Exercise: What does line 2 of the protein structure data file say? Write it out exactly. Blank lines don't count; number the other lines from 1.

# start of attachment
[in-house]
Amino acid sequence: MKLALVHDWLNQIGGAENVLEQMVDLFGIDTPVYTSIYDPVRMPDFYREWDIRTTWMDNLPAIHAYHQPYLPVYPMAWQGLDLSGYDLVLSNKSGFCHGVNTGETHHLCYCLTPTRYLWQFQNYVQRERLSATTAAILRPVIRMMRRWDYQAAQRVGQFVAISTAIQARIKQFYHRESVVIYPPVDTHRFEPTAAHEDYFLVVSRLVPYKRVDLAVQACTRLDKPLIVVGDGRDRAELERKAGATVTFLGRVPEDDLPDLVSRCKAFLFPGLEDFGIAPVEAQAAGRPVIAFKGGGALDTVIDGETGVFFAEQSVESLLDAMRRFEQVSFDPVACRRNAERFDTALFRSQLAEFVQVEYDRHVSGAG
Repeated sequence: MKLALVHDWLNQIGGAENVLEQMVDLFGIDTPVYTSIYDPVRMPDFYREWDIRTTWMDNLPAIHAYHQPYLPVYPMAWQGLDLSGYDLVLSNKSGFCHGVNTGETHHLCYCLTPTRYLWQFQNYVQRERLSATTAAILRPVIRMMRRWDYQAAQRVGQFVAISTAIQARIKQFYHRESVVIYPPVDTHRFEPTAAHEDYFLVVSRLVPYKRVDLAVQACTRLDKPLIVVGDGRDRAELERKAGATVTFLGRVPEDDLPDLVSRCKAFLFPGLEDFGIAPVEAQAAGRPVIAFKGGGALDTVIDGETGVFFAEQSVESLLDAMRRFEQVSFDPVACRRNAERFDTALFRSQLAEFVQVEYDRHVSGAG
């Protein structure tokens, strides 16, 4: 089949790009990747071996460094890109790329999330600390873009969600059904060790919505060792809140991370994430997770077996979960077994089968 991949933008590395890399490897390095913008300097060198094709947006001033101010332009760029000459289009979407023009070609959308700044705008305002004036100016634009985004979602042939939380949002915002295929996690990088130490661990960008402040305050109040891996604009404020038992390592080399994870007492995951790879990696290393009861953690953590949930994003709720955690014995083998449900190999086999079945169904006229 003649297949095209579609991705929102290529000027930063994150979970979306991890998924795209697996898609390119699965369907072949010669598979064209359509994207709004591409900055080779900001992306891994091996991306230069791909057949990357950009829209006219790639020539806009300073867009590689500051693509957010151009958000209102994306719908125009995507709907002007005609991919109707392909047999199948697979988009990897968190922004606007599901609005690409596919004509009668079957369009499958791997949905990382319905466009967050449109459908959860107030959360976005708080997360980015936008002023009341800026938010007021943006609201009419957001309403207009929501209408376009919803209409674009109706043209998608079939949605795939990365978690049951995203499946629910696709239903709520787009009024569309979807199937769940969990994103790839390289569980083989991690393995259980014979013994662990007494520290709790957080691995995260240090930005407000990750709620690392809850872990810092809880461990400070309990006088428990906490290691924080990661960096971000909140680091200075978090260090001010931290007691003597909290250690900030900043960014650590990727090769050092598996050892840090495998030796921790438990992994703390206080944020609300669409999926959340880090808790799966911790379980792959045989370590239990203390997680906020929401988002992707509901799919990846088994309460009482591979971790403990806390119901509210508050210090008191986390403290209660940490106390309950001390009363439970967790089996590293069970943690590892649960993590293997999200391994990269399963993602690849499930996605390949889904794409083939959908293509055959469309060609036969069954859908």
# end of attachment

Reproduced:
Amino acid sequence: MKLALVHDWLNQIGGAENVLEQMVDLFGIDTPVYTSIYDPVRMPDFYREWDIRTTWMDNLPAIHAYHQPYLPVYPMAWQGLDLSGYDLVLSNKSGFCHGVNTGETHHLCYCLTPTRYLWQFQNYVQRERLSATTAAILRPVIRMMRRWDYQAAQRVGQFVAISTAIQARIKQFYHRESVVIYPPVDTHRFEPTAAHEDYFLVVSRLVPYKRVDLAVQACTRLDKPLIVVGDGRDRAELERKAGATVTFLGRVPEDDLPDLVSRCKAFLFPGLEDFGIAPVEAQAAGRPVIAFKGGGALDTVIDGETGVFFAEQSVESLLDAMRRFEQVSFDPVACRRNAERFDTALFRSQLAEFVQVEYDRHVSGAG